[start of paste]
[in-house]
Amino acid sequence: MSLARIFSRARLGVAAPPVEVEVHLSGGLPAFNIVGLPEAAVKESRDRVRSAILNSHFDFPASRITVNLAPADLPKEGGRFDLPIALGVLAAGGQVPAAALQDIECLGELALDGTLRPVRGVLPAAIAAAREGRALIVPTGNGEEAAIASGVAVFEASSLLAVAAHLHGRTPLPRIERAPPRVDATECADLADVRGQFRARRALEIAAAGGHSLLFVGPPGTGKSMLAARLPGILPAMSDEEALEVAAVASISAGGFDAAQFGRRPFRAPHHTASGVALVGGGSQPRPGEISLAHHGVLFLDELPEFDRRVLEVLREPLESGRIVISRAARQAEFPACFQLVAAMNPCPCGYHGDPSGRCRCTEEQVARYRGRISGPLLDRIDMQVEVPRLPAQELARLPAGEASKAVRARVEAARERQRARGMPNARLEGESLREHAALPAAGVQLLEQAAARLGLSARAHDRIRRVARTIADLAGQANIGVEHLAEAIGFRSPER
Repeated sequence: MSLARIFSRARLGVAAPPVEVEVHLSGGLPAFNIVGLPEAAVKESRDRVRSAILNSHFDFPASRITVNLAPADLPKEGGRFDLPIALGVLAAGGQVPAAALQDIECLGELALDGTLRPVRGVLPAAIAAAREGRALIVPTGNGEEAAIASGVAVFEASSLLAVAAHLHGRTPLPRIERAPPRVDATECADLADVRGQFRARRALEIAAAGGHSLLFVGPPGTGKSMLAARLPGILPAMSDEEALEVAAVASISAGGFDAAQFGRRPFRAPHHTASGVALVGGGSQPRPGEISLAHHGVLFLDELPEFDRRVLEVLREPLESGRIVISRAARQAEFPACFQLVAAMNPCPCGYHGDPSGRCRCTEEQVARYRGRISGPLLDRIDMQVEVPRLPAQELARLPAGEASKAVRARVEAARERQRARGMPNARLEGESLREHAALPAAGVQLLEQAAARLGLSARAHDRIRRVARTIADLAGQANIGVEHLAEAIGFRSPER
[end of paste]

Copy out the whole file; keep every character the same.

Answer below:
[in-house]
Amino acid sequence: MSLARIFSRARLGVAAPPVEVEVHLSGGLPAFNIVGLPEAAVKESRDRVRSAILNSHFDFPASRITVNLAPADLPKEGGRFDLPIALGVLAAGGQVPAAALQDIECLGELALDGTLRPVRGVLPAAIAAAREGRALIVPTGNGEEAAIASGVAVFEASSLLAVAAHLHGRTPLPRIERAPPRVDATECADLADVRGQFRARRALEIAAAGGHSLLFVGPPGTGKSMLAARLPGILPAMSDEEALEVAAVASISAGGFDAAQFGRRPFRAPHHTASGVALVGGGSQPRPGEISLAHHGVLFLDELPEFDRRVLEVLREPLESGRIVISRAARQAEFPACFQLVAAMNPCPCGYHGDPSGRCRCTEEQVARYRGRISGPLLDRIDMQVEVPRLPAQELARLPAGEASKAVRARVEAARERQRARGMPNARLEGESLREHAALPAAGVQLLEQAAARLGLSARAHDRIRRVARTIADLAGQANIGVEHLAEAIGFRSPER
Repeated sequence: MSLARIFSRARLGVAAPPVEVEVHLSGGLPAFNIVGLPEAAVKESRDRVRSAILNSHFDFPASRITVNLAPADLPKEGGRFDLPIALGVLAAGGQVPAAALQDIECLGELALDGTLRPVRGVLPAAIAAAREGRALIVPTGNGEEAAIASGVAVFEASSLLAVAAHLHGRTPLPRIERAPPRVDATECADLADVRGQFRARRALEIAAAGGHSLLFVGPPGTGKSMLAARLPGILPAMSDEEALEVAAVASISAGGFDAAQFGRRPFRAPHHTASGVALVGGGSQPRPGEISLAHHGVLFLDELPEFDRRVLEVLREPLESGRIVISRAARQAEFPACFQLVAAMNPCPCGYHGDPSGRCRCTEEQVARYRGRISGPLLDRIDMQVEVPRLPAQELARLPAGEASKAVRARVEAARERQRARGMPNARLEGESLREHAALPAAGVQLLEQAAARLGLSARAHDRIRRVARTIADLAGQANIGVEHLAEAIGFRSPER